All news from Anaesthesiology

Skin Pigmentation Are Simple; Study Suggests

Researchers from the Broad Institute of MIT and Harvard, Stanford University, and Stony Brook University, they described that the study suggests that the genetics of skin pigmentation are simple. A small number of known genes, it is thought, However, these studies rely on datasets consisting almost entirely of information from northern Eurasian populations–those that reside mostly in higher latitude regions. This study has been published in Cell.

Specially timed signals ease tinnitus symptoms

According to the study, a team from the University of Michigan reports the results of the first animal tests and clinical trial of the approach, including data from 20 human tinnitus patients. Millions of Americans hear ringing in their ears, a condition called tinnitus.

As the new study shows an experimental device could help quiet the phantom sounds by targeting unruly nerve activity in the brain. Results of the first animal tests and clinical trial of the approach resulted in a decrease in tinnitus loudness and improvement in tinnitus-related quality of life. This study got published in Science Translational Medicine.

Scarce Metals Could Be Replaced By Carbon Nanomaterials

The new study at Chalmers University of Technology now shows that there are potential technology-based solutions that can replace many of the metals with carbon nanomaterials, such as graphene. Scarce metals are found in a wide range of everyday objects around us. They are complicated to extract, difficult to recycle and so rare that several of them have become "conflict minerals" which can promote conflicts and oppression. This study is published in the Journal of Cleaner Production.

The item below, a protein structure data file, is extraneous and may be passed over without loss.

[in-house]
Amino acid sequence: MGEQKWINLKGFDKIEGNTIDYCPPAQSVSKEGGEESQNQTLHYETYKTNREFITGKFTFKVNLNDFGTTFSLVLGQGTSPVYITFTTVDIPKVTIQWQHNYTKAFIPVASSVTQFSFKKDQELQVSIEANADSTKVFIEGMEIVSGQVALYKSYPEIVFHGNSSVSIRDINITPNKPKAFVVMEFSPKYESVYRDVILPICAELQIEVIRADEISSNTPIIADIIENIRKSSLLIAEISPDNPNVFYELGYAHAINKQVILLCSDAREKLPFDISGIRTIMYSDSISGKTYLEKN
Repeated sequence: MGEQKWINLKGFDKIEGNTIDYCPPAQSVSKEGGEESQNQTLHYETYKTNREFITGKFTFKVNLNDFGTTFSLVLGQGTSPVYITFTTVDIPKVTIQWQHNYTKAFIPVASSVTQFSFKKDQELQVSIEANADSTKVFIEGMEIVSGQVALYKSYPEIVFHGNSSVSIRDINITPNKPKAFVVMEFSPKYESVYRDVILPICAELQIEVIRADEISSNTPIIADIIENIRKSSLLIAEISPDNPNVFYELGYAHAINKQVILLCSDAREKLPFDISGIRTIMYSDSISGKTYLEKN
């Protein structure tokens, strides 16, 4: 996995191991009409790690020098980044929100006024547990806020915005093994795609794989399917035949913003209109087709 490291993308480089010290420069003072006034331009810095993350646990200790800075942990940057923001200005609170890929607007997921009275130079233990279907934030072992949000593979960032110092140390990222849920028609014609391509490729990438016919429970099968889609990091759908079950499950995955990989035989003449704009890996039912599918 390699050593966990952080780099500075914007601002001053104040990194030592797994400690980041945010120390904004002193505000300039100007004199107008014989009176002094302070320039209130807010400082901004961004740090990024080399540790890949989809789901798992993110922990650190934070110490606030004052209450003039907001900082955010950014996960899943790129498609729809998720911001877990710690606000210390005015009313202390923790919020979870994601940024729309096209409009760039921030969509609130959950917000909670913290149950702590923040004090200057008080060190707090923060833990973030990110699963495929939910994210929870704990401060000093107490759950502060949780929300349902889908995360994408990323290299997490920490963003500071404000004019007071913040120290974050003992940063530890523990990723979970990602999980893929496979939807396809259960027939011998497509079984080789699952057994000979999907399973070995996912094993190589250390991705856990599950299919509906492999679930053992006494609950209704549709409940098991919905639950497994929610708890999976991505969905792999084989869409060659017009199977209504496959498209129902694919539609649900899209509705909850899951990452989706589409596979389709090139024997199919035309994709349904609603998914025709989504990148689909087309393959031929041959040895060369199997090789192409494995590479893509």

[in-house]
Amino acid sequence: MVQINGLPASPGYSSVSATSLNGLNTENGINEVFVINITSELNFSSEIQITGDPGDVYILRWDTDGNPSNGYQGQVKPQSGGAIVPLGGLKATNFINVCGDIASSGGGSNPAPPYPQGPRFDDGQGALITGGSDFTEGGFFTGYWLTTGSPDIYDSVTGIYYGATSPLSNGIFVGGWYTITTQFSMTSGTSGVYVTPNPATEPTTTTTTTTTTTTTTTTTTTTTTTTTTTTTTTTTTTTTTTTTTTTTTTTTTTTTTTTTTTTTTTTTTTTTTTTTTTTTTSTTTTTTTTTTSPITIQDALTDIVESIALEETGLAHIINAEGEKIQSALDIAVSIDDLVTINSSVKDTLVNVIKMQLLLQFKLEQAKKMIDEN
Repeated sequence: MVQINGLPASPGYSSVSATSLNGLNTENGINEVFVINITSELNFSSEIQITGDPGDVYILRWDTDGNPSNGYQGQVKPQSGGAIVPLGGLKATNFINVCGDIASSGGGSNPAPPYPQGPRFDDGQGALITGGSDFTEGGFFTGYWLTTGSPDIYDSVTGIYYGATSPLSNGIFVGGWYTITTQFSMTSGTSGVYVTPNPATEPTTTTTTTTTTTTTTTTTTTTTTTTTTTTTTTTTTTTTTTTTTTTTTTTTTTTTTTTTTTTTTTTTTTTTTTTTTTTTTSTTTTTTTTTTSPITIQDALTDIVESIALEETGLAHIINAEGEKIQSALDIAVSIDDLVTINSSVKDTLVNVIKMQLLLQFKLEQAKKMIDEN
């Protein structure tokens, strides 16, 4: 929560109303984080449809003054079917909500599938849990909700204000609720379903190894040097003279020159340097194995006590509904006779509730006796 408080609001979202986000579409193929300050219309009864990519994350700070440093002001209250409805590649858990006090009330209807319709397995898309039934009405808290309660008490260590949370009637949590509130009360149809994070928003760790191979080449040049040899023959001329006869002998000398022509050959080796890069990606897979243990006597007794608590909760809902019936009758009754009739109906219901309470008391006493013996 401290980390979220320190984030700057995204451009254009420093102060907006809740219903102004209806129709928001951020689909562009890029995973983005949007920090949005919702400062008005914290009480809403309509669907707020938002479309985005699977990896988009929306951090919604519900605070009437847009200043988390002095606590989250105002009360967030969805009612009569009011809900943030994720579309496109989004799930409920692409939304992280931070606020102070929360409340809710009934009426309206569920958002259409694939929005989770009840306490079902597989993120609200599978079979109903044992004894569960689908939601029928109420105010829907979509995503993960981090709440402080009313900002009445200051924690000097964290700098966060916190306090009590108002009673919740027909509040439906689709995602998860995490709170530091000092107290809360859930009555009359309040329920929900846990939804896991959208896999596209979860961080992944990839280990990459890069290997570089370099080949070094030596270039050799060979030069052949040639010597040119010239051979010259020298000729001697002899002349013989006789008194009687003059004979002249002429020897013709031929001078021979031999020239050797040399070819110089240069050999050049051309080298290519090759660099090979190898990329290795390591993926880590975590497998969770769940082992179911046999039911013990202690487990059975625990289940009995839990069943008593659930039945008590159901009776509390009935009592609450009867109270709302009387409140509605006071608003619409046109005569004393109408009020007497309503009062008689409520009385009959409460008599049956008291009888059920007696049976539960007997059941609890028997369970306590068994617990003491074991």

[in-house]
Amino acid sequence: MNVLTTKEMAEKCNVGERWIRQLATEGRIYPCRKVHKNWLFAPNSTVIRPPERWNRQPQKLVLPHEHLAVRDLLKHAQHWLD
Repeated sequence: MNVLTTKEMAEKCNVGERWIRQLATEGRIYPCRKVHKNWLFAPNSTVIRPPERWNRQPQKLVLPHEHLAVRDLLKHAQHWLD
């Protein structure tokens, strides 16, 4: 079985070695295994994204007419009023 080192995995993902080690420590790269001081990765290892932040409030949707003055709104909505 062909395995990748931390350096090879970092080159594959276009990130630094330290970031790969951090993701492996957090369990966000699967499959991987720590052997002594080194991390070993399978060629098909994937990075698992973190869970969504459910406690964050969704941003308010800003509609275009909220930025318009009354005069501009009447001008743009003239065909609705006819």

Epidemiologists Detects Foodborne Illness And Outbreaks In NYC Restaurants

Researchers from the Health Department has identified and investigated approximately 28,000 complaints of suspected foodborne illness overall since 2012. Using Yelp, 311, and reports from health care providers. 10 outbreaks of foodborne illness were identified solely through a computer system jointly created with Columbia University's Department of Computer Science. This study has been published in the Journal of the American Medical Informatics Association.

Socioeconomic causes in low-income areas could predict heart failure risk

According to new research in Circulation: Cardiovascular Quality and Outcomes, an American Heart Association journal. Neighborhood-level socioeconomic factors in low-income areas may significantly predict heart failure risk beyond individual health factors and socioeconomic status. Researchers grouped the participants in three groups ranging from the least-deprived to the most-deprived neighborhoods. During an average follow-up of more than five years, 4,300 participants were diagnosed with heart failure.